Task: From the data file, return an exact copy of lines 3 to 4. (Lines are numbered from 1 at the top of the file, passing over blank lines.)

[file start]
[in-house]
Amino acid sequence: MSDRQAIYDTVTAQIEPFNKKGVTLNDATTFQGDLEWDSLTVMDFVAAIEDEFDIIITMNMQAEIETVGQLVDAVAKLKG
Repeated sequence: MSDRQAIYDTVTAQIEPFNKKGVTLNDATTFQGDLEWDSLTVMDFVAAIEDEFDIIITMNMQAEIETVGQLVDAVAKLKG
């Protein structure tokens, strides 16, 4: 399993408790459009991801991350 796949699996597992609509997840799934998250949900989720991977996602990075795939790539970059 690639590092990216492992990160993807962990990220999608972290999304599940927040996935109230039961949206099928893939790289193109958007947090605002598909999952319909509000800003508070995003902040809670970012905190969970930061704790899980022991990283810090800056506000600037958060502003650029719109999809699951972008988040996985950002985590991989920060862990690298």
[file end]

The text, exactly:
Repeated sequence: MSDRQAIYDTVTAQIEPFNKKGVTLNDATTFQGDLEWDSLTVMDFVAAIEDEFDIIITMNMQAEIETVGQLVDAVAKLKG
């Protein structure tokens, strides 16, 4: 399993408790459009991801991350 796949699996597992609509997840799934998250949900989720991977996602990075795939790539970059 690639590092990216492992990160993807962990990220999608972290999304599940927040996935109230039961949206099928893939790289193109958007947090605002598909999952319909509000800003508070995003902040809670970012905190969970930061704790899980022991990283810090800056506000600037958060502003650029719109999809699951972008988040996985950002985590991989920060862990690298």